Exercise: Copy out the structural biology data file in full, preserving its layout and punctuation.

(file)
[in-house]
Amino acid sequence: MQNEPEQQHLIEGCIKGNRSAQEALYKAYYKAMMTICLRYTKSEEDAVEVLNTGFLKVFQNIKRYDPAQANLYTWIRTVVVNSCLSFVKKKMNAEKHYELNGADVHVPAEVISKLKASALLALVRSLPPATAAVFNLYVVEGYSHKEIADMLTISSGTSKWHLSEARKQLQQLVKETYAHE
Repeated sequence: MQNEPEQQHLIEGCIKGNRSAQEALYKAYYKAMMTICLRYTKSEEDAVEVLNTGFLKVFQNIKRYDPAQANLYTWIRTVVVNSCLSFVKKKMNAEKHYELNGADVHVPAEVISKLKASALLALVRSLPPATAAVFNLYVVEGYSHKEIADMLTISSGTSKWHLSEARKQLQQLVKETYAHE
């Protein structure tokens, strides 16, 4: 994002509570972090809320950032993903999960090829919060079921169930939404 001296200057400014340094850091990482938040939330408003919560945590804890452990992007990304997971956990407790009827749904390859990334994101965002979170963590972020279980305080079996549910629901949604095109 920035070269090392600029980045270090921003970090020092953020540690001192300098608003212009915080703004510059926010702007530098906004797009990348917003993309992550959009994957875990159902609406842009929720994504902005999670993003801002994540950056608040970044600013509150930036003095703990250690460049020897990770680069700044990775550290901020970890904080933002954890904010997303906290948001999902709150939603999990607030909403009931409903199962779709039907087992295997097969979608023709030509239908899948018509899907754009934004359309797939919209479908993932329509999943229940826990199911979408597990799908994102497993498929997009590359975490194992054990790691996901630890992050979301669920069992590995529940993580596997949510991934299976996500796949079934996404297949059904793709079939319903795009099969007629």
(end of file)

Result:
[in-house]
Amino acid sequence: MQNEPEQQHLIEGCIKGNRSAQEALYKAYYKAMMTICLRYTKSEEDAVEVLNTGFLKVFQNIKRYDPAQANLYTWIRTVVVNSCLSFVKKKMNAEKHYELNGADVHVPAEVISKLKASALLALVRSLPPATAAVFNLYVVEGYSHKEIADMLTISSGTSKWHLSEARKQLQQLVKETYAHE
Repeated sequence: MQNEPEQQHLIEGCIKGNRSAQEALYKAYYKAMMTICLRYTKSEEDAVEVLNTGFLKVFQNIKRYDPAQANLYTWIRTVVVNSCLSFVKKKMNAEKHYELNGADVHVPAEVISKLKASALLALVRSLPPATAAVFNLYVVEGYSHKEIADMLTISSGTSKWHLSEARKQLQQLVKETYAHE
């Protein structure tokens, strides 16, 4: 994002509570972090809320950032993903999960090829919060079921169930939404 001296200057400014340094850091990482938040939330408003919560945590804890452990992007990304997971956990407790009827749904390859990334994101965002979170963590972020279980305080079996549910629901949604095109 920035070269090392600029980045270090921003970090020092953020540690001192300098608003212009915080703004510059926010702007530098906004797009990348917003993309992550959009994957875990159902609406842009929720994504902005999670993003801002994540950056608040970044600013509150930036003095703990250690460049020897990770680069700044990775550290901020970890904080933002954890904010997303906290948001999902709150939603999990607030909403009931409903199962779709039907087992295997097969979608023709030509239908899948018509899907754009934004359309797939919209479908993932329509999943229940826990199911979408597990799908994102497993498929997009590359975490194992054990790691996901630890992050979301669920069992590995529940993580596997949510991934299976996500796949079934996404297949059904793709079939319903795009099969007629």